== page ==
Slowly but surely, Venmo and other payment apps are becoming the preferred method for sending and accepting payments for purchases, gifts, and donations. These days, cash — and even credit cards — can prove to be inconvenient, especially if you’re splitting a dinner tab with friends or the cable bill with roommates. In these circumstances, it can be easier to open an app to send and receive money with just the push of a button.
Typically, payment apps are linked to your banking account — usually a checking account — but Venmo also allows users to rely on a credit card, so long as they’re willing to pay an extra fee. While the mechanics are simple, it’s still important to understand the platform, so that you transfer funds to friends, family, organizations, and vendors safely. With this in mind, we’re taking a deeper look at how Venmo works and how you can use this payment app wisely.
To put it simply, Venmo is a digital wallet that allows you to pay, and request money from, others. The company describes itself as “a social way to pay your friends when you owe them money and don’t want to deal with cash.” Out at lunch and ready to split the bill? Need to send your roommate money at the end of the month for your portion of the rent and utilities? Well, Venmo allows you to transfer funds with ease since your profile is linked to your bank account or debit card.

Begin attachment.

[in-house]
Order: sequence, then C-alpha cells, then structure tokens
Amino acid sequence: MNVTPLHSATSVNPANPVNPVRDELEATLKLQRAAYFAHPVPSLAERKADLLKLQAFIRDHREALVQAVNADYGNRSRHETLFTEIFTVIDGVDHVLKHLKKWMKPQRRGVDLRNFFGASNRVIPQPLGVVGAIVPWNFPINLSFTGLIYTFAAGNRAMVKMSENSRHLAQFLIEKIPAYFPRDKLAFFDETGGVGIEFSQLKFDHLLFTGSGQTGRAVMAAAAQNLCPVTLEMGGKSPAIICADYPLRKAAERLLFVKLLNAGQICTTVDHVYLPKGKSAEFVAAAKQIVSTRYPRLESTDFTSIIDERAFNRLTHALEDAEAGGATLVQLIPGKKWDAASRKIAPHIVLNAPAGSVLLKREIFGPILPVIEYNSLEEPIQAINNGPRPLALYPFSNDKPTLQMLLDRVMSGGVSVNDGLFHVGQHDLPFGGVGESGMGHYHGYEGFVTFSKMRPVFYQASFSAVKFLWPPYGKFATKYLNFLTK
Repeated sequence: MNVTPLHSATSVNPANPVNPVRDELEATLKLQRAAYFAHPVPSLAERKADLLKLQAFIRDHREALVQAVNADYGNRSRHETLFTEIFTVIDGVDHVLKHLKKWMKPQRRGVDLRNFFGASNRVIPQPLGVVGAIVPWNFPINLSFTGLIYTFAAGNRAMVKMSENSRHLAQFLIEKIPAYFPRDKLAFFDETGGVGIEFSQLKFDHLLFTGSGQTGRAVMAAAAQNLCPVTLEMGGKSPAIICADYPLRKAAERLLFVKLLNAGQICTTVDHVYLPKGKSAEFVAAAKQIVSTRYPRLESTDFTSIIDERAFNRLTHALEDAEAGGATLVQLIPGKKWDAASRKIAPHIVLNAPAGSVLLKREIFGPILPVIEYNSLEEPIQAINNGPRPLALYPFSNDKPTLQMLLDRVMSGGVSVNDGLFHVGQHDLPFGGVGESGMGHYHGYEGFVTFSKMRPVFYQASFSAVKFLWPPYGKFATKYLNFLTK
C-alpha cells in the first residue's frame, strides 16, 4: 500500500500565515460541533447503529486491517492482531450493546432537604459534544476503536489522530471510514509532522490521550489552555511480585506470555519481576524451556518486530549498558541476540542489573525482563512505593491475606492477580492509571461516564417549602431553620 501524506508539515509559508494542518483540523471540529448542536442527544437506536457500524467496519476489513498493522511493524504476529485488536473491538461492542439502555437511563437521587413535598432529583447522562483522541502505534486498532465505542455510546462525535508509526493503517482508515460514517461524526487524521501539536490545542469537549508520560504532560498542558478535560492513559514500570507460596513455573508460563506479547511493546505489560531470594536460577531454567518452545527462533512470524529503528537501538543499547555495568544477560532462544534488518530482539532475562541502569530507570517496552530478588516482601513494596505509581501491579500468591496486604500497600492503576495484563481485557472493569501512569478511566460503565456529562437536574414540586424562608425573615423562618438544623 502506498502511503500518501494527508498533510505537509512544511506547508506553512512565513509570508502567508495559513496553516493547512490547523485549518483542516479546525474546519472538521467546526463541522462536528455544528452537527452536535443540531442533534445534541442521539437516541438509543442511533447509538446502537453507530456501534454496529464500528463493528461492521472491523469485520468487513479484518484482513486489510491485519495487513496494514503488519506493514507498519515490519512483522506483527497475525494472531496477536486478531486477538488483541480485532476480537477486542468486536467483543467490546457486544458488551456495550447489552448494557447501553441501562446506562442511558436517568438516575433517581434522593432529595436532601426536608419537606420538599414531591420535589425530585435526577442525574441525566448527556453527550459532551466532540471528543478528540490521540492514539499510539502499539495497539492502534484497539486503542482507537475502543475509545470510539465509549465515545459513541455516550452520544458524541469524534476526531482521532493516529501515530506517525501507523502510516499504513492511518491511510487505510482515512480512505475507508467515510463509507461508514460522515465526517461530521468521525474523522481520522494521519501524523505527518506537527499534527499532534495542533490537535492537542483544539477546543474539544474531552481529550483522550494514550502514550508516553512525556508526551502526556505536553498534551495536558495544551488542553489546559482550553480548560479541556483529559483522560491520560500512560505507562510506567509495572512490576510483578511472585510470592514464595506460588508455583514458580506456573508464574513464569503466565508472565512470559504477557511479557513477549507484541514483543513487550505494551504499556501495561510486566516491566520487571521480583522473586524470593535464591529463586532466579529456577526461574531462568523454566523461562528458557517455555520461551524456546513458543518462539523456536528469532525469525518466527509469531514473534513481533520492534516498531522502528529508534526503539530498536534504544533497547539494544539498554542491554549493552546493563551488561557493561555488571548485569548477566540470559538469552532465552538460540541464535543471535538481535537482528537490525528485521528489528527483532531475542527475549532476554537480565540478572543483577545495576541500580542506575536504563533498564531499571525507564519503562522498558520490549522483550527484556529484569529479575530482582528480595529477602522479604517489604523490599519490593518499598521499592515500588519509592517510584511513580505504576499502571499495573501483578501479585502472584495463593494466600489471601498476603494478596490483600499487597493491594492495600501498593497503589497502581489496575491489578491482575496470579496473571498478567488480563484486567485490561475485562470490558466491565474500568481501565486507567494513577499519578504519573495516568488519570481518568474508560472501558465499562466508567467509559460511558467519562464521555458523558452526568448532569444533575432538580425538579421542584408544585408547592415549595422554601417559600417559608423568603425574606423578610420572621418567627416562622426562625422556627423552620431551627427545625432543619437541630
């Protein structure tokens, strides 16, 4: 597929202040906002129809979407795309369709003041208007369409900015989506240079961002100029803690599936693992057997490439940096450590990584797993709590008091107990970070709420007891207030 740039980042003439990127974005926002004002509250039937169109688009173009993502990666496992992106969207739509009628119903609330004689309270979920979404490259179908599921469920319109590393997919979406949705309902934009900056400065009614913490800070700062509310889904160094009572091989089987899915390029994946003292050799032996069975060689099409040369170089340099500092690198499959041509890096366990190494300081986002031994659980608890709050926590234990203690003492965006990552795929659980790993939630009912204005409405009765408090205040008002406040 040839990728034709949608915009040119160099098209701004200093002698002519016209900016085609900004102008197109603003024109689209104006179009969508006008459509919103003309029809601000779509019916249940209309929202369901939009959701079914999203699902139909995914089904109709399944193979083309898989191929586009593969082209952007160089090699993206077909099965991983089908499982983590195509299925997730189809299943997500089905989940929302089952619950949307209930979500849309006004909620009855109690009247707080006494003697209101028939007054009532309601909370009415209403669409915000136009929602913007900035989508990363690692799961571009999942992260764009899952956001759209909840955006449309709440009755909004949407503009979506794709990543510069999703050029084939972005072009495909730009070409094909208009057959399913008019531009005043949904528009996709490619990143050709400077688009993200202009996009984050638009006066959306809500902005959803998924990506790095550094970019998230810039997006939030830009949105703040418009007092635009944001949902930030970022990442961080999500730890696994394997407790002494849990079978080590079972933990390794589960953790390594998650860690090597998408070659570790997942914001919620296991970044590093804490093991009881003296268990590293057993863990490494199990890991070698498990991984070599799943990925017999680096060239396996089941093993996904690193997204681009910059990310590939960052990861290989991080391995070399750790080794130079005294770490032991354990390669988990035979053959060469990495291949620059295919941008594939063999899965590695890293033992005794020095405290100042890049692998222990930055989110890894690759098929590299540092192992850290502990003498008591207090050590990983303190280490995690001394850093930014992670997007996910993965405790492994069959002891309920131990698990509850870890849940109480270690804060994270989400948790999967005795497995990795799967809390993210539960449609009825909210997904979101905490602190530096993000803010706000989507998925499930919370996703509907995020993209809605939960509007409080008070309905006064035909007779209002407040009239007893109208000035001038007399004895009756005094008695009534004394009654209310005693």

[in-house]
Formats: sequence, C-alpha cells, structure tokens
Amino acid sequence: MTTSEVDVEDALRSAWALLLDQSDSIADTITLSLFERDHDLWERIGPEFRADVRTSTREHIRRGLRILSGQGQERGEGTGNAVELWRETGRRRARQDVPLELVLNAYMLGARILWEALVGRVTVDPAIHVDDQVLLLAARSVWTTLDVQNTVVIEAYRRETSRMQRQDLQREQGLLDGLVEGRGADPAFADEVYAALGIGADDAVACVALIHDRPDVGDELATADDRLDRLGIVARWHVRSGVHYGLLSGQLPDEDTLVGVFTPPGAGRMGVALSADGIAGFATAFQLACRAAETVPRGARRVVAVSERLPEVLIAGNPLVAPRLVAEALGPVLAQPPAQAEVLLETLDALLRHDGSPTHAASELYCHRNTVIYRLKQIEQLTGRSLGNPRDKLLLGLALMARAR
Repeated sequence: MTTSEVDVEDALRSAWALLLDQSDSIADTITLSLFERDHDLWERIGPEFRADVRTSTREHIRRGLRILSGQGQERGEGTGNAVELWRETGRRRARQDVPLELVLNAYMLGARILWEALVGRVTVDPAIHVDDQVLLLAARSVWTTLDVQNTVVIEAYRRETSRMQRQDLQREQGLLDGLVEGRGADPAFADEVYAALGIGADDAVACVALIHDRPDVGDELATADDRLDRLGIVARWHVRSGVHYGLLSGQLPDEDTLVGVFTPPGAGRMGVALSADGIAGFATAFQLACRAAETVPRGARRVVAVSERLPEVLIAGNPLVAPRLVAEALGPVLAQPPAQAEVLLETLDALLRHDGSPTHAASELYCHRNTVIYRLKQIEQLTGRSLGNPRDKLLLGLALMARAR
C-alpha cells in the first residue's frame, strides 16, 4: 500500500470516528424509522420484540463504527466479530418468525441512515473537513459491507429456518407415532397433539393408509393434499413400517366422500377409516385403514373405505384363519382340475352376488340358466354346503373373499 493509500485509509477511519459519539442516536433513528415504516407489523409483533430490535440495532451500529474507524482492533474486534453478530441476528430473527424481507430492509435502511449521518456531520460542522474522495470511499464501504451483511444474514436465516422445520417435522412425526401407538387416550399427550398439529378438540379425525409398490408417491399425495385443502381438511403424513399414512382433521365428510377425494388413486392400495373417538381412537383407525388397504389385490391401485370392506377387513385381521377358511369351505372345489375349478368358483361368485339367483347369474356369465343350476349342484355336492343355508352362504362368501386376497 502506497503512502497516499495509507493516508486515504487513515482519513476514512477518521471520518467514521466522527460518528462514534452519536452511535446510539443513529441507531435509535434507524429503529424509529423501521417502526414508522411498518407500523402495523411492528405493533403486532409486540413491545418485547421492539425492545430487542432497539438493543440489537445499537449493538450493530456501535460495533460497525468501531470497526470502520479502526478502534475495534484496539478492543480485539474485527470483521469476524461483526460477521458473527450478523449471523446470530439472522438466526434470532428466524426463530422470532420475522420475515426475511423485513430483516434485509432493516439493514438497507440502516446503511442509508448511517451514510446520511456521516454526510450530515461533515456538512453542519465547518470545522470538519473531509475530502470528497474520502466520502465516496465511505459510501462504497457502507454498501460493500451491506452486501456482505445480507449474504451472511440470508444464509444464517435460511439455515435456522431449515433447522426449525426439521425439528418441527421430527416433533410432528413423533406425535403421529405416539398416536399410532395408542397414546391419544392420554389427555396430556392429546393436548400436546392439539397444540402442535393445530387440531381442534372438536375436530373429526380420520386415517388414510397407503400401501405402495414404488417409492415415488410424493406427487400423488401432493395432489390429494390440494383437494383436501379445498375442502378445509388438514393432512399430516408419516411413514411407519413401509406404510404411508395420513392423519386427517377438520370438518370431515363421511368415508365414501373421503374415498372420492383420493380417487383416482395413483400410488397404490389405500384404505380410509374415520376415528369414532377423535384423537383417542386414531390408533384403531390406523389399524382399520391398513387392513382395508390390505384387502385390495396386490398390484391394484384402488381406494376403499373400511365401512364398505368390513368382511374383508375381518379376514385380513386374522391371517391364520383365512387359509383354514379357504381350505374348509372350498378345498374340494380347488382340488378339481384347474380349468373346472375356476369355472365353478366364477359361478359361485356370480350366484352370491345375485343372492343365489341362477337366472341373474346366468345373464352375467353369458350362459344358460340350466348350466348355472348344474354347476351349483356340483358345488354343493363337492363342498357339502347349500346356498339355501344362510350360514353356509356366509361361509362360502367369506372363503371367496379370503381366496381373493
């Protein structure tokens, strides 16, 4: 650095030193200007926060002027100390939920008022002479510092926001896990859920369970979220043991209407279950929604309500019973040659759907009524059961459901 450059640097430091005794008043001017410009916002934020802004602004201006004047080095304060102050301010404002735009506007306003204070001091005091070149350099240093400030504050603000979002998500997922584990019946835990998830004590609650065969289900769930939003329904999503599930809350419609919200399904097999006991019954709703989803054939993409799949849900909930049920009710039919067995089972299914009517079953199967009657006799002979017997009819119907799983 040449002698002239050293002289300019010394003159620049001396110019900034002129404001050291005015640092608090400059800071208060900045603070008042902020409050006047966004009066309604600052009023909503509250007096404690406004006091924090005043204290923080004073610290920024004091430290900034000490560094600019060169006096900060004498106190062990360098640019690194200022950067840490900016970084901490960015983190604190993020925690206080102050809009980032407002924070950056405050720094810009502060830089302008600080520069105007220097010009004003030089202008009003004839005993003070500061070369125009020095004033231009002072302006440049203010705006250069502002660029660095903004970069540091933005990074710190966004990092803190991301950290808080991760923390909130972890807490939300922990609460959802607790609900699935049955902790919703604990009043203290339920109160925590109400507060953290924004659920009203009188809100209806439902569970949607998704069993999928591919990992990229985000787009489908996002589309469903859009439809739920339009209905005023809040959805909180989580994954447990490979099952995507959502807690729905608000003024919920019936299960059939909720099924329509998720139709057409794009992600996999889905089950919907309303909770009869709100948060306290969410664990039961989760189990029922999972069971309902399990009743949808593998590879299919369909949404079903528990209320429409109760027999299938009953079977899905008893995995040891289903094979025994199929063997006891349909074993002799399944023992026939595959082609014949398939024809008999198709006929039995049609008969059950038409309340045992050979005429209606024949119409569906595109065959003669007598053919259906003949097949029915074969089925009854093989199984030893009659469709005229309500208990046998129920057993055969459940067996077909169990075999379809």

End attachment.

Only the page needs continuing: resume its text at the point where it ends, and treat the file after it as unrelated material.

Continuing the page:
As mentioned before, Venmo users can also link this “digital wallet” to a credit card, but there is a 3% fee for transfers that pull funds from credit cards. Otherwise, sending money back and forth doesn’t rack up any transaction fees.
Many vendors, especially at big events like festivals and concerts, only accept transfers through payment apps these days. Since there are tons of customers purchasing goods at these large-scale events, Venmo and other payment apps help both vendors and customers save time. There’s no swiping cards or passing out change, for example. And, as an added bonus, you don’t have to worry about waiting for a receipt. Even online merchants are starting to accept mobile apps as a method of payment, so there’s no denying that Venmo, PayPal and more are the way of the future.
Venmo Is an Easy Way to Receive and Send Payments